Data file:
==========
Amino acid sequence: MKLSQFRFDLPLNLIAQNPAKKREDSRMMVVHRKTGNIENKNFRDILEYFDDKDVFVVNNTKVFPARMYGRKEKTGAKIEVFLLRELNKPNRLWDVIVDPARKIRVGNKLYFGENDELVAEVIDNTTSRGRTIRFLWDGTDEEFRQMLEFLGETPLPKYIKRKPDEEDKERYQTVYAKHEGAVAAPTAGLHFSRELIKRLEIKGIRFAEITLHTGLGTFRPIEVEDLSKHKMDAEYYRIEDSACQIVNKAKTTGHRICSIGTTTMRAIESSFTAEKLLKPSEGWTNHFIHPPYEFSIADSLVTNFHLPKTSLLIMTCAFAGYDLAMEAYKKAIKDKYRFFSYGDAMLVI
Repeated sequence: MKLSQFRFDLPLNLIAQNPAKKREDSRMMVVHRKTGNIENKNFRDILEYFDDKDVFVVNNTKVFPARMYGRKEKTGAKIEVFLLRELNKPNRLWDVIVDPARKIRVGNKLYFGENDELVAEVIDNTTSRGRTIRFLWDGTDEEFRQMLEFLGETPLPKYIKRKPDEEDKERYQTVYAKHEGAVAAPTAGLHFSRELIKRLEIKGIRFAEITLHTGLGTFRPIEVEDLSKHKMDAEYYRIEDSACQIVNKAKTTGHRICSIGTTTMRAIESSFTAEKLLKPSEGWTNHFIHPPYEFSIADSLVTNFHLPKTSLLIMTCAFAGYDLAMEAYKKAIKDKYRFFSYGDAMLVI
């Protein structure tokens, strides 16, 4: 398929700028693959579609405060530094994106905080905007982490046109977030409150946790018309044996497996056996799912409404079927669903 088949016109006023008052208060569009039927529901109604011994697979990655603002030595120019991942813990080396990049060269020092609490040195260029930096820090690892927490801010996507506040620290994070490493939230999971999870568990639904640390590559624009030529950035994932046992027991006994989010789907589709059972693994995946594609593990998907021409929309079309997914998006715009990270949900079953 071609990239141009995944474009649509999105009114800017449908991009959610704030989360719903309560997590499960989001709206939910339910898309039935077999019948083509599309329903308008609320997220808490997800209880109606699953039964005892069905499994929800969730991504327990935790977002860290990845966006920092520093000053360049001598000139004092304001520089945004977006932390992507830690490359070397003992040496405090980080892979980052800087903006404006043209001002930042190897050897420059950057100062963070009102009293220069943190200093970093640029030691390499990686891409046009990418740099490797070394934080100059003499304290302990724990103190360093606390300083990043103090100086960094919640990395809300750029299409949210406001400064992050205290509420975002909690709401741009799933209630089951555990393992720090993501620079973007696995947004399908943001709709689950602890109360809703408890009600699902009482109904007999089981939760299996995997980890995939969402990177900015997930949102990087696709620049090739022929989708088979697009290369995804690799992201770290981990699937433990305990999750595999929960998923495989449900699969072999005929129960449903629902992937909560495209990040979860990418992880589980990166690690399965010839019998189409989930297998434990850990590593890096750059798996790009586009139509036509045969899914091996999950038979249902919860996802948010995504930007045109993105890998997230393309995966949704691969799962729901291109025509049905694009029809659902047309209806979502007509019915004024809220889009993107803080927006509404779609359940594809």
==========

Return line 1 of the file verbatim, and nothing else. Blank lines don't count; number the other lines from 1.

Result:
Amino acid sequence: MKLSQFRFDLPLNLIAQNPAKKREDSRMMVVHRKTGNIENKNFRDILEYFDDKDVFVVNNTKVFPARMYGRKEKTGAKIEVFLLRELNKPNRLWDVIVDPARKIRVGNKLYFGENDELVAEVIDNTTSRGRTIRFLWDGTDEEFRQMLEFLGETPLPKYIKRKPDEEDKERYQTVYAKHEGAVAAPTAGLHFSRELIKRLEIKGIRFAEITLHTGLGTFRPIEVEDLSKHKMDAEYYRIEDSACQIVNKAKTTGHRICSIGTTTMRAIESSFTAEKLLKPSEGWTNHFIHPPYEFSIADSLVTNFHLPKTSLLIMTCAFAGYDLAMEAYKKAIKDKYRFFSYGDAMLVI